April 5: The Enemy of the World Episodes 3 & 4

Episode 3 of The Enemy of the World was for the longest time the only episode surviving from this story.  This is rather unfortunate, as this episode is almost pure filler, featuring comedy characters such as Griffin the chef and bizarre moments such as the decision to guard Alexander Denes (under arrest, remember, for failing to warn the population about the impending volcanic eruptions) in a corridor rather than a room.  "It's easier to guard him here," a guard states, rather illogically.  The reputation of this story used to hinge on this episode, and the result was deemed to have been lacking.  Director Barry Letts insisted it was the worst episode of the serial, but people figured the rest was just like this.

In context, however, this episode makes more sense.  It's a pause between bouts of action, and writer David Whitaker has chosen to fill up the time with character moments.  Griffin the chef barely has a line that isn't some deadpan joke, and he's massively entertaining as a result.  And Deborah Watling seems to also play up Victoria's ineffectiveness in the kitchen, as she describes a recipe for a pudding involving "lots of almonds, eggs, lemon peel, candied peel, oranges, cream and, oh it was lovely!"  When asked how to make it, Victoria replies, "You sort of, whoosh it all up together."  Griffin's expression upon being told this is a recipe for Kaiser pudding suggests this isn't the sort of thing one simply "whoosh[es] up".

A couple other moments worth mentioning: Fedorin tries and fails to poison Denes's food, which leads to his apologizing to Salamander.  "Don't worry!  You try, you fail, so what, huh?  The moon doesn't fall out of the sky," Salamander replies, in a line I've now found myself repeating from time to time, before poisoning Fedorin with the same stuff intended for Denes.  "One chance, my friend.  I said one chance," Salamander says, standing over Fedorin's body.  And the Doctor, who only has a limited scene this episode (since Troughton's busy playing Salamander), hides in a chest while Salamander's deputy Benik comes to Kent's trailer and smashes things up.  "Sad really, isn't it?  People spend all their time making nice things, and other people come along and break them," the Doctor says sadly once Benik's left, looking at a piece of broken crockery.  But he's still not ready to help Kent take down Salamander.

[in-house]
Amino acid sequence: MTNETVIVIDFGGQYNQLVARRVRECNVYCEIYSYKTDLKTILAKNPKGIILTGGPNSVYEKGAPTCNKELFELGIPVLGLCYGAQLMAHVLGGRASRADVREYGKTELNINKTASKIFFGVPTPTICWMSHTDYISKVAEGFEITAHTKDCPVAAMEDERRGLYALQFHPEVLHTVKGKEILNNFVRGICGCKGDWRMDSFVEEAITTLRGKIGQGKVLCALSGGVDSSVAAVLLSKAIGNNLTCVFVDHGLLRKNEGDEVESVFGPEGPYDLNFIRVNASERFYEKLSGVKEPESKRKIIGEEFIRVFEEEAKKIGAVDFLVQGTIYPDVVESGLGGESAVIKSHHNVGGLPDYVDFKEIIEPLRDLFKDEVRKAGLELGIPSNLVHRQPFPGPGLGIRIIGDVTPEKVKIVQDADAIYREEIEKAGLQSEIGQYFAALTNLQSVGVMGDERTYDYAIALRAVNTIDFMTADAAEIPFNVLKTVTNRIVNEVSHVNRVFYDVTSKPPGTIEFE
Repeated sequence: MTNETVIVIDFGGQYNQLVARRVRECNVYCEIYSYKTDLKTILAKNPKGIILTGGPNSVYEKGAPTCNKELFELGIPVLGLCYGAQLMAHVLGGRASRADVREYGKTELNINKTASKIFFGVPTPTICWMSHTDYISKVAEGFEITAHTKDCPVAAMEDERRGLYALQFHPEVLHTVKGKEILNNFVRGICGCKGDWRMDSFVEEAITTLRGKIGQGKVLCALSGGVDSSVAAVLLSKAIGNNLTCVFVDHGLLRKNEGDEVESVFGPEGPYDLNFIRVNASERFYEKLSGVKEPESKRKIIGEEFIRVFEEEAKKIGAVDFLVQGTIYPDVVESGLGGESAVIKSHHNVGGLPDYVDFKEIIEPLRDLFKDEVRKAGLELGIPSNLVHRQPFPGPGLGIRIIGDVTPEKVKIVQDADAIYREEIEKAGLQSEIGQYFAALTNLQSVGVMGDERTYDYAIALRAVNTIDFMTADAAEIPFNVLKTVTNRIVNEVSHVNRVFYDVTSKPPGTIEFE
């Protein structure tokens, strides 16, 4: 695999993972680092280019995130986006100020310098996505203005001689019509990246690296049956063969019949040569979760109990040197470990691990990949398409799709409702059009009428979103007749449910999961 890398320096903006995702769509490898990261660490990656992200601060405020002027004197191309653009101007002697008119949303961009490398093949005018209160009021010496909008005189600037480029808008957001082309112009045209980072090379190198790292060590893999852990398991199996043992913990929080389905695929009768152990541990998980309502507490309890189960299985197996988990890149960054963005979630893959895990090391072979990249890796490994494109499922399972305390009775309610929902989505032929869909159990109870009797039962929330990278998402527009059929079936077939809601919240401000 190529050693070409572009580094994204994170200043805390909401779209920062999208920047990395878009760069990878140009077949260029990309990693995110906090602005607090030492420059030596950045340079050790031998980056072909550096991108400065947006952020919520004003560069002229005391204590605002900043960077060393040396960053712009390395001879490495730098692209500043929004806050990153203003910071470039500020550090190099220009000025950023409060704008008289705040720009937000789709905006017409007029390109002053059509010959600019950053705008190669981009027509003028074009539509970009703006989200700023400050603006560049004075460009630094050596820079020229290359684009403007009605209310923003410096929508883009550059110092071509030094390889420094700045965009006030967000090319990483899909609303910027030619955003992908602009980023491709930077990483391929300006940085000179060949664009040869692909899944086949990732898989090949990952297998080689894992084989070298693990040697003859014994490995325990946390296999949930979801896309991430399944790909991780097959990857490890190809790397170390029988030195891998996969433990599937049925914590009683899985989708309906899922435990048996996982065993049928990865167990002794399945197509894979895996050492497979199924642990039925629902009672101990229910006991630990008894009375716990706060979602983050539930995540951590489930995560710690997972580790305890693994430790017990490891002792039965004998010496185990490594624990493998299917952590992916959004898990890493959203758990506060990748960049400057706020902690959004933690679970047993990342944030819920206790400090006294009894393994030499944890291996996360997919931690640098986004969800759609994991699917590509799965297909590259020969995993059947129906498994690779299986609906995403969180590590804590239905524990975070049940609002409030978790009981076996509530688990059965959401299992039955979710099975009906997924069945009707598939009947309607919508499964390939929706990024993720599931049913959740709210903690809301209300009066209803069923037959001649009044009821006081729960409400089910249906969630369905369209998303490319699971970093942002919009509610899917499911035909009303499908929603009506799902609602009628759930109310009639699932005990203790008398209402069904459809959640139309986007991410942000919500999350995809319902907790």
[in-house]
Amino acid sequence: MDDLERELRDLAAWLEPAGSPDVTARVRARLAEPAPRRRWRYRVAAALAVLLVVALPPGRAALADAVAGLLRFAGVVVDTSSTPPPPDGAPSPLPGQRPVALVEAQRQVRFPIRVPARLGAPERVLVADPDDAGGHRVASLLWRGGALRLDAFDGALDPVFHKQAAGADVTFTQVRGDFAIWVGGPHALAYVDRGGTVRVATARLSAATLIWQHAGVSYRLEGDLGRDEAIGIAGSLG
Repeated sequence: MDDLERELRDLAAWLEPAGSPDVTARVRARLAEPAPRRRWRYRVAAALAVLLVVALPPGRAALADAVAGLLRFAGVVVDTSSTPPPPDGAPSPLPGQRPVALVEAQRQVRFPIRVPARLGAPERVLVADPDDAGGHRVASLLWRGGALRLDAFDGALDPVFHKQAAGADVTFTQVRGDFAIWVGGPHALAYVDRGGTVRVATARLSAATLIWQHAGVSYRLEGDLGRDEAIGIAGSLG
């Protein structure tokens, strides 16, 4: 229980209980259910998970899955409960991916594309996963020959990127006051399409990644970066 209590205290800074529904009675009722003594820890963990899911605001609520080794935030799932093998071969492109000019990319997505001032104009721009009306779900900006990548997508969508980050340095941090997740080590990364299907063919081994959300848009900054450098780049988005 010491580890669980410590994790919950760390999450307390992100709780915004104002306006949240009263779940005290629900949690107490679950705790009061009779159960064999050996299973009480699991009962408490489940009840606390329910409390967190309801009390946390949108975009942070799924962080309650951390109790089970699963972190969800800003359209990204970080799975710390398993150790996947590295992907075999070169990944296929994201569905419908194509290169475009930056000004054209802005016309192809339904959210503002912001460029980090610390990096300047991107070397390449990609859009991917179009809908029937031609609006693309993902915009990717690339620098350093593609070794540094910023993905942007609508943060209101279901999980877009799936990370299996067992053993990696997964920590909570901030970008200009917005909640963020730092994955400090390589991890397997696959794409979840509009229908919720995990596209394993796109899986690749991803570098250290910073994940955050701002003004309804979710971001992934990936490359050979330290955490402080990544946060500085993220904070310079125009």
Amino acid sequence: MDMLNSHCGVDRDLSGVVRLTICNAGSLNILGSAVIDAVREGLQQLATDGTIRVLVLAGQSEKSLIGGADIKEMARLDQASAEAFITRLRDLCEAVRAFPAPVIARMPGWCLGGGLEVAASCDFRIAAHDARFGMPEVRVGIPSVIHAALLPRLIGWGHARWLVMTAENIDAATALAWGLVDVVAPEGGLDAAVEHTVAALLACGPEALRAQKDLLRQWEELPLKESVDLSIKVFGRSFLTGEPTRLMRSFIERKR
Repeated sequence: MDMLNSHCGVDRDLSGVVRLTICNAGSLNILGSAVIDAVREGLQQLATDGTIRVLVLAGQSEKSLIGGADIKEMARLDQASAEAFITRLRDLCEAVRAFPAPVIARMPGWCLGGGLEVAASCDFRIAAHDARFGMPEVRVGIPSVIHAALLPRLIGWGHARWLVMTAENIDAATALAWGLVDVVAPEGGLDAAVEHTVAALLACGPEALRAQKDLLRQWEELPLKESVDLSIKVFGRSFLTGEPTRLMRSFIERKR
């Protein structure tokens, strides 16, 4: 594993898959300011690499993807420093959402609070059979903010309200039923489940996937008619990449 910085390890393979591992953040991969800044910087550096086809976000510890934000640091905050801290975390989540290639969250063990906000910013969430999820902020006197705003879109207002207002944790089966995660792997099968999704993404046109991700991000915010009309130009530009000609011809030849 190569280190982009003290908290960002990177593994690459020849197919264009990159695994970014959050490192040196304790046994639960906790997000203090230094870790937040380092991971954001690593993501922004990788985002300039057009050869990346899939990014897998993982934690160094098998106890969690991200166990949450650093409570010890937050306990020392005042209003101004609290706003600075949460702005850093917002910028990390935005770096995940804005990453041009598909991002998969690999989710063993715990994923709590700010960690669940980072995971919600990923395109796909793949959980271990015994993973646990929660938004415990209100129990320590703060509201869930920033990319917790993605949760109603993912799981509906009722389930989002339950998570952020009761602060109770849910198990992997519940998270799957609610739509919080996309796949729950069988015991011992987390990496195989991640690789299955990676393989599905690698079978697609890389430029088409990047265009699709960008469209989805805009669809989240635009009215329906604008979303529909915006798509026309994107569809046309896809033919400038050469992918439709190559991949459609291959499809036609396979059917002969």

And then at the end of the episode, Denes is killed in a botched escape attempt and Jamie and Victoria are taken prisoner for trying to aid Denes.  And then Donald Bruce (Salamander's security chief, remember) spills the beans about there possibly being more than one person who looks like Salamander...

Episode 4 gets back to the action, as Astrid returns to Kent's office, only to be followed by Fariah, Salamander's food taster ("What on Earth made you take a job as a food taster?" Fedorin asked her in episode 2.  "She was hungry," Salamander replies simply on her behalf, which leaves a heap of possibilities open to the imagination).  But Benik has followed them, which leads to a shootout in Kent's office and the surrounding grounds, leading to Fariah being shot by a guard.  "What do you think you're doing?" demands the guard captain to the one who shot her.  "We had orders to kill," the guard replies.  "Do you always obey orders?" the captain replies bitterly.  So it seems not everyone here is as "evil" as Benik -- a nice touch.  But Fariah is dead (though not before she gets a final slap across Benik's face -- but she dies before Benik can respond.  "She's dead," the captain says.  "Good," Benik replies impotently), and the Doctor, Astrid, and Kent are on the run.

Salamander in his underground bunker. (The Enemy of the
Episode 4) ©BBC
Then the story takes a bizarre left turn.  Up to this point we've had a spy thriller story, with lots of political machinations and things, but then Salamander locks himself inside the records room in his base and takes an elevator deep into the earth, where it turns out there's a small group of people living underground who are causing all the natural disasters (not sure how a group in Australia can create a volcano in Central Europe, but never mind) -- Salamander's convinced them that there was a nuclear war almost five years ago, and that they are fighting "the enemies of truth and freedom" with their natural disasters.  (And it's so tempting to think that the people hid underground because of the Mayan apocalypse thing, but alas, the dates are a year off, as they would have had to have gone down in 2013, not 2012.)  Patrick Troughton here delivers a tour de force performance, as he has to convince the people in the bunker not only that his intentions are good, but also that he's suffering from radiation sickness from the surface.  Troughton has done his "charmingly devious" turn as Salamander in the last two episodes, but now he turns it up a notch as he smoothly manipulates these people.  It's quite wonderful to behold.

But the Doctor is finally ready to impersonate Salamander -- not so much because he believes Giles Kent, but rather because Jamie and Victoria are being held prisoner by Salamander's men.  Although as they're putting the finishing touches on the Doctor's transformation into Salamander, someone unexpected walks into Kent's trailer; we don't see who it is, but the expressions on the Doctor's, Kent's, and Astrid's faces suggest this isn't exactly a welcome visitor.